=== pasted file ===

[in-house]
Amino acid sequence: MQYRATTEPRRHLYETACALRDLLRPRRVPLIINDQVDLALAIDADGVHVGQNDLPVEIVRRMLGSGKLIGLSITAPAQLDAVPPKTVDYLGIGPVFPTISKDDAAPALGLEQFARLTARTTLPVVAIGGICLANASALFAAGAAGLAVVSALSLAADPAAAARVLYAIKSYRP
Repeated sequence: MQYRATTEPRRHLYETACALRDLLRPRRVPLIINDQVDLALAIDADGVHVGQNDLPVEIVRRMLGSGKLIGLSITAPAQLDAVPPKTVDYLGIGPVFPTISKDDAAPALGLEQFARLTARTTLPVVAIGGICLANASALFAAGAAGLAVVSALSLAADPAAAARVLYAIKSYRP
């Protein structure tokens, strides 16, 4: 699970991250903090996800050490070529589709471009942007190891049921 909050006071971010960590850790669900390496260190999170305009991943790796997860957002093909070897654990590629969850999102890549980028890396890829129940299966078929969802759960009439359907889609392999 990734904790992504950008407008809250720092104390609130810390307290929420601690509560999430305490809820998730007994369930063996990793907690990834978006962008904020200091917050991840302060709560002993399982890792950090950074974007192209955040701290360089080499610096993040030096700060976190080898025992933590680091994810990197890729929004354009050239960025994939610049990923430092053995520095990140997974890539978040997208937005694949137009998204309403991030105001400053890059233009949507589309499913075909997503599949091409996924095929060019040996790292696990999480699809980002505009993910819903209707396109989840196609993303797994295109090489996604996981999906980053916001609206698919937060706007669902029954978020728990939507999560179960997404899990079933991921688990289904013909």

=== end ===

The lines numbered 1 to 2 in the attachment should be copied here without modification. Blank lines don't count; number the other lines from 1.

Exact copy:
[in-house]
Amino acid sequence: MQYRATTEPRRHLYETACALRDLLRPRRVPLIINDQVDLALAIDADGVHVGQNDLPVEIVRRMLGSGKLIGLSITAPAQLDAVPPKTVDYLGIGPVFPTISKDDAAPALGLEQFARLTARTTLPVVAIGGICLANASALFAAGAAGLAVVSALSLAADPAAAARVLYAIKSYRP